Help Your Puppy Get Comfortable With the World

Here is a sampling of situations that your puppy should be exposed to during his socialization period.


  • Dogs and puppies (Seek a variety of breeds, sizes, genders and play styles; be certain that the other dog is vaccinated and dog friendly. Avoid high-traffic areas like the dog park until your puppy has had all of his shots unless you are participating in a specific puppy class for vaccinated dogs only.)
  • Horses
  • Birds
  • Livestock
  • Pocket pets
Introduce your puppy to a variety of people, including various genders; ages (babies, toddlers, children, teens, adults and the elderly); weights; sizes; skin colors; hairstyles; voice tones and volumes; facial differences (including beards and sunglasses); walking aids (crutches, wheelchairs, walkers); and clothing (high heels, hats, big jackets, hoods). The more exposure your dog has to people with different appearances, the less likely it is that he will have specific fears of certain people, such as a fear of men with beards or a fear of little boys. Keep in mind that it is an owner’s responsibility to supervise all interactions, keep the dog safe and make the experience as positive as possible.  


Introduce new sounds at a quiet level, such as running the vacuum in another room with the door closed or playing the sounds of thunder or fireworks at a very low volume while your puppy eats a meal. Gradually increase the sound level as your puppy’s comfort with the noise increases.

  • Vacuum cleaner
  • Dishwasher or washing machine
  • Thunder
  • Gunshots
  • Animal sounds
  • Traffic noises
  • Sirens
  • Music
  • Household tool use (kitchen mixer, blow dryer)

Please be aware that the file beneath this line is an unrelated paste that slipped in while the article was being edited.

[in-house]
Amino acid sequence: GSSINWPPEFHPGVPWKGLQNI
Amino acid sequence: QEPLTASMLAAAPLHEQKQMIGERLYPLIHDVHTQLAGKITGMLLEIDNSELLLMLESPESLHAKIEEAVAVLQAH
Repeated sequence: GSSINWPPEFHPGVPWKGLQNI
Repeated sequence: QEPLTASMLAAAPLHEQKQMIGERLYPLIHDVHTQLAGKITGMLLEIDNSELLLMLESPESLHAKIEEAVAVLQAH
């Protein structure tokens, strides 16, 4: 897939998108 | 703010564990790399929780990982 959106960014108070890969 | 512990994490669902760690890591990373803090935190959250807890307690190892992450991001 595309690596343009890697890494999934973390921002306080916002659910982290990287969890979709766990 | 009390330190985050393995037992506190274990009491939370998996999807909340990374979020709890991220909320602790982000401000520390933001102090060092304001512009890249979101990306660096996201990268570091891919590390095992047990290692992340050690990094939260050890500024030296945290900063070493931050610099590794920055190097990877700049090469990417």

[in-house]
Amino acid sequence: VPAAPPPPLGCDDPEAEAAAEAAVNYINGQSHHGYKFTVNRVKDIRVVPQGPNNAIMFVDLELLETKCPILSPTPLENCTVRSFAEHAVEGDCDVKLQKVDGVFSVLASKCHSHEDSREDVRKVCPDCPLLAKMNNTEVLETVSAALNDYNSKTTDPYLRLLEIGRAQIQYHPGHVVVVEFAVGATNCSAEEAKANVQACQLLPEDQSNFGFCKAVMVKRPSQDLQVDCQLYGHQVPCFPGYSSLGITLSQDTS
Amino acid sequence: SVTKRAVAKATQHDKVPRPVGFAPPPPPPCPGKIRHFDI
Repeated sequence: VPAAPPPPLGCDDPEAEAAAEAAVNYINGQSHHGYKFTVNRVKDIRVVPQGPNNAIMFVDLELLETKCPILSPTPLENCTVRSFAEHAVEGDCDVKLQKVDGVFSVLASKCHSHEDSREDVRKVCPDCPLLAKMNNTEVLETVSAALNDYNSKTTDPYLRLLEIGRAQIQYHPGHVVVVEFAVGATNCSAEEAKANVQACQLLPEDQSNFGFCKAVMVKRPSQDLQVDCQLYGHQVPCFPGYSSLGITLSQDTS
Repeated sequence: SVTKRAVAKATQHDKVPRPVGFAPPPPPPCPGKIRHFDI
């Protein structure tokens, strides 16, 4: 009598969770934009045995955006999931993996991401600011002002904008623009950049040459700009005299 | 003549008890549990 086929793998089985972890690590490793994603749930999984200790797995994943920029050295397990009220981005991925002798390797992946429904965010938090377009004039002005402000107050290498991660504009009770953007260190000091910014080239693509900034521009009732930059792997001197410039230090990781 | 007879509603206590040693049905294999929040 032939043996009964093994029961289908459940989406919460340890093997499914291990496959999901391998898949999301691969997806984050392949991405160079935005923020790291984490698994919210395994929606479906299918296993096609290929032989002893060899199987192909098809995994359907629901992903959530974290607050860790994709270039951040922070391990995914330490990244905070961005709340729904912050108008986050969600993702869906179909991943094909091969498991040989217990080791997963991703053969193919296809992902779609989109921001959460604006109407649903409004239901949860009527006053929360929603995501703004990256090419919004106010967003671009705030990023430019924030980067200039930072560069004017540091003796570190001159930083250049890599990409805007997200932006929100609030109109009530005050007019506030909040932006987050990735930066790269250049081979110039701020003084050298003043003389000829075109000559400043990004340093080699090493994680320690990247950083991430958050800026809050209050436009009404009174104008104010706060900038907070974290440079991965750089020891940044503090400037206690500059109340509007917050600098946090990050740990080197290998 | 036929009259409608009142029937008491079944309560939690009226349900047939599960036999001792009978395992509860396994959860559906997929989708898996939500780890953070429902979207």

• Construction noise

  • Baths
  • All body parts touched and examined, including sensitive areas like paws, nails, ears, tail, tummy, eyes and mouth
  • Being comfortable with various items they may wear, such as clothes, harness, head halter and collar
  • Grooming, including being brushed, clipped or having the nails trimmed
  • Being held in a variety of manners, including while standing or sitting
  • Being loomed over, being given eye contact, being petted in ways that may happen later in life, such as being hugged or patted

  • Veterinary office
  • Being crated
  • Being left alone for short amounts of time
  • Car rides
  • Groomer
  • Dog class or dog group
  • Getting a picture taken
  • Playing with a variety of toys
  • Walks both in the neighborhood and on busier streets with a variety of people
  • Joggers and bicyclists passing
  • Being taken to rural areas, such as the mountains or a field
  • Shopping carts, strollers, motorcycles or other objects that move
  • Going outside in different weather conditions, including rain or wind
  • City situations, such as automatic doors, outdoor cafes and airports
  • Visitors at the house
  • Walking on various surfaces, including grass, cement, tile, sand, mud, snow, ice and stairs